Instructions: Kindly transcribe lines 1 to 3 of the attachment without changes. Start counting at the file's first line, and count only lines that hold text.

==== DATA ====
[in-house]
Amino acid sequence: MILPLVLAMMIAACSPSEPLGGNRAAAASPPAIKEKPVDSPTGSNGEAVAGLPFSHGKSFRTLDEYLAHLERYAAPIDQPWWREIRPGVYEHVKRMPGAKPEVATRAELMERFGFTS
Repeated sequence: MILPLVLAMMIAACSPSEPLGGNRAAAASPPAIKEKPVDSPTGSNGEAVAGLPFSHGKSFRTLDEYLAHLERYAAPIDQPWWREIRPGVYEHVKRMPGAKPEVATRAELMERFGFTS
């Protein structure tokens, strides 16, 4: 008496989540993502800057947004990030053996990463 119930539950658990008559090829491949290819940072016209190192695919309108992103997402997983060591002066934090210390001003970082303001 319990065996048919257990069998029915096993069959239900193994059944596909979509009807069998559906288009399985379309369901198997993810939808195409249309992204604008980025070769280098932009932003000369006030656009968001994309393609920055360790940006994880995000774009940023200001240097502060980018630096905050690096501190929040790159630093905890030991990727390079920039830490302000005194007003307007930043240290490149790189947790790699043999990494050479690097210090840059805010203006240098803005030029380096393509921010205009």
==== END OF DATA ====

[in-house]
Amino acid sequence: MILPLVLAMMIAACSPSEPLGGNRAAAASPPAIKEKPVDSPTGSNGEAVAGLPFSHGKSFRTLDEYLAHLERYAAPIDQPWWREIRPGVYEHVKRMPGAKPEVATRAELMERFGFTS
Repeated sequence: MILPLVLAMMIAACSPSEPLGGNRAAAASPPAIKEKPVDSPTGSNGEAVAGLPFSHGKSFRTLDEYLAHLERYAAPIDQPWWREIRPGVYEHVKRMPGAKPEVATRAELMERFGFTS